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1596

1
Dept of Architecture, Graduate School of Engineering, University of Tokyo, Tokyo, Japan, Email: csh001@eri.u-tokyo.ac.jp
2
Earthquake Research Institute, The University of Tokyo, Tokyo, Japan, Email: kabe@eri.u-tokyo.ac.jp
MODELING OF REINFORCED CONCRETE SHEAR WALL FOR NONLINEAR
ANALYSIS
Shaohua CHEN
1
And Toshimi KABEYASAWA
2
SUMMARY
A member model of reinforced concrete shear wall with boundary columns and beams was
proposed for nonlinear and dynamic frame analysis. The reinforced concrete shear wall was
idealized as axial springs for columns and a panel under plane stress states with rigid beams at top
and bottom floor levels. Two methods were compared, in which isoparametric element and
incompatible rectangular element with four nodes for the panel element were used. The model was
verified through the analysis of T-shaped wall tests conducted at Yokohama National University in
1994. The analytical results obtained by the proposed model, such as envelope of load-
displacement, hysteretic loops, shear and flexural displacement components, showed generally
good correlation with the experimental results. Shear deformation was overestimated by
isoparametric panel element, whereas incompatible rectangular element, which incorporated
flexural deformation by using internal displacements, gave better correlation with the experimental
results of flexural yielding walls. For the walls in shear failure, the analytical results were basically
same either by isoparametric element or incompatible element.
INTRODUCTION
Many analytical models for reinforced concrete wall have been proposed for nonlinear and dynamic frame
analysis of structures including shear walls, most of which are line-models. Because several parameters in the
model are assumed through personal testing, reliability might be limited. On the other hand, a lot of multi-axial
constitutive models of concrete have been developed such as equivalent uniaxial model [Darwin and Pecknold,
1977], endochronic model [Bazant, 1980], based on which significant advances have been made in the
microscopic finite element modeling of reinforced concrete members.
Flexural models of RC line members are being developed based on material properties from recent researches,
such as fiber model for beam and column, which can correctly simulate the performance of flexural members
including bi-axial N-M interaction just by using the dimensional shape and material properties without special
parameters. However, there are few macro-models based on material properties for RC walls, which can be used
for complete frame-wall structural analysis. In this study, an analytical model of RC wall is proposed for non-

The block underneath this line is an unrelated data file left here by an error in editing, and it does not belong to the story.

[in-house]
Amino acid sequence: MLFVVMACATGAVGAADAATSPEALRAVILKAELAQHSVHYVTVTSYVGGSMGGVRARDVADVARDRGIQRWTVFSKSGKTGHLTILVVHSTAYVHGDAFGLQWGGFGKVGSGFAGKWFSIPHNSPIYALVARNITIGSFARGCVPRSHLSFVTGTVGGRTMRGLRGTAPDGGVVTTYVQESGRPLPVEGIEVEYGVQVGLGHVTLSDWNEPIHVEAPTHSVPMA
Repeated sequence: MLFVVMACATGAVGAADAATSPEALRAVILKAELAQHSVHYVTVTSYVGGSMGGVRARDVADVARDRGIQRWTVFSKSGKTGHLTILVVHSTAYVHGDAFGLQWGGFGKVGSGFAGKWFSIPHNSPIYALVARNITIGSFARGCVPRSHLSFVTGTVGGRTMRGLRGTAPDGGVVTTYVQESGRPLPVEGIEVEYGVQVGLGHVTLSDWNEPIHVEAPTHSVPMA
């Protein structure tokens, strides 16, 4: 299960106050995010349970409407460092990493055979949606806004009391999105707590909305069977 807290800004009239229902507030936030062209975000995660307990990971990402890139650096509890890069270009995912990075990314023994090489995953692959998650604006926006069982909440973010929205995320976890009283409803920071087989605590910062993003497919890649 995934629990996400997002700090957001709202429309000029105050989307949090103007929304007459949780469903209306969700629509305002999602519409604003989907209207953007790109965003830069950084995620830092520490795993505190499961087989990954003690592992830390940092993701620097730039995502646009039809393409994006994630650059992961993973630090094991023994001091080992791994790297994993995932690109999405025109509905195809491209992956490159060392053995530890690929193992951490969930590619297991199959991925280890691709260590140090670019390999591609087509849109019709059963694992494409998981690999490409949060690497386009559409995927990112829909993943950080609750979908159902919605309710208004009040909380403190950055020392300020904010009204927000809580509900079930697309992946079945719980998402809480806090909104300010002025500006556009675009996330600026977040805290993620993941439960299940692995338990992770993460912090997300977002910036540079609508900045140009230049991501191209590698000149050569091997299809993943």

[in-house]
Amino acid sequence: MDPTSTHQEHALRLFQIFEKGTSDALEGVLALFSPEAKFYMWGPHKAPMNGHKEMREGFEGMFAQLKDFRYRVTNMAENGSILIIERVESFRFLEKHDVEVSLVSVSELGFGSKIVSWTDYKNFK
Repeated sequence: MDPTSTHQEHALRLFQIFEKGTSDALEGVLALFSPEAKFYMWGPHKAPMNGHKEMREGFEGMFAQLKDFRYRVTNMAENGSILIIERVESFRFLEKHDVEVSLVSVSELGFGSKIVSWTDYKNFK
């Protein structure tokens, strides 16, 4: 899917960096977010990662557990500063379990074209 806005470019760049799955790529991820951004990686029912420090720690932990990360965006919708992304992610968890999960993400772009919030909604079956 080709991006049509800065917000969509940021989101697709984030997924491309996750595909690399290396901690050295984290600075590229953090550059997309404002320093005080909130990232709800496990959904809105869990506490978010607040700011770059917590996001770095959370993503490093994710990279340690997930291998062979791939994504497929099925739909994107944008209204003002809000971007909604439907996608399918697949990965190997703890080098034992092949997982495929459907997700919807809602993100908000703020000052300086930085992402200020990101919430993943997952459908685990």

linear analysis of complete frame-wall structure by combining FEM panel model and boundary elements.
COMPOSITION OF RC WALL MEMBER MODEL
Three-Vertical-Line-Element-Model (TVLEM)
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The three-vertical-line-element-model (TVLEM - Figure 1, (a)) was formulated [Kabeyasawa, 1983] to idealize
a generic wall member as three vertical line elements with infinitely rigid beams at top and bottom floor levels.
Outside truss elements were represented by the axial stiffness of boundary columns, while the central element
was a uniaxial model with vertical (axial), horizontal (shear) and rotational springs. This model has been verified
by many test data resulting in a satisfactory correlation between calculated and measured response of structures
that use shear walls. However, it was reported [Colotti, 1993] that the response was not adequately described for
high shear stresses.
Figure 1: Macro-Element Model for RC Wall Member
FEM Panel Model
In order to improve the prediction of the overall (shear and flexural) behavior of RC structural walls for
nonlinear earthquake response analysis, this study proposes a 4-node panel under biaxial loading to represent the
wall effect (Figure 1(b)). The boundary column uses the same axial spring proposed in TVLEM. Using just one
panel to constitute the wall, shear strain will be overestimated by the isoparametric element (Figure 2(a)),
satisfactory result can not be obtained for the flexural problem. Flexural deformation must be considered in the
element. In this study, incompatible rectangular element is used, in which flexural deformation can be introduced
(Figure 2(b)).
Figure 2: Panel Element Isoparametric Element and Incompatible Element
Stiffness Matrix of Panel Element
In the incompatible element, the interior displacements of element are assumed as the following formula (1).
where, N
i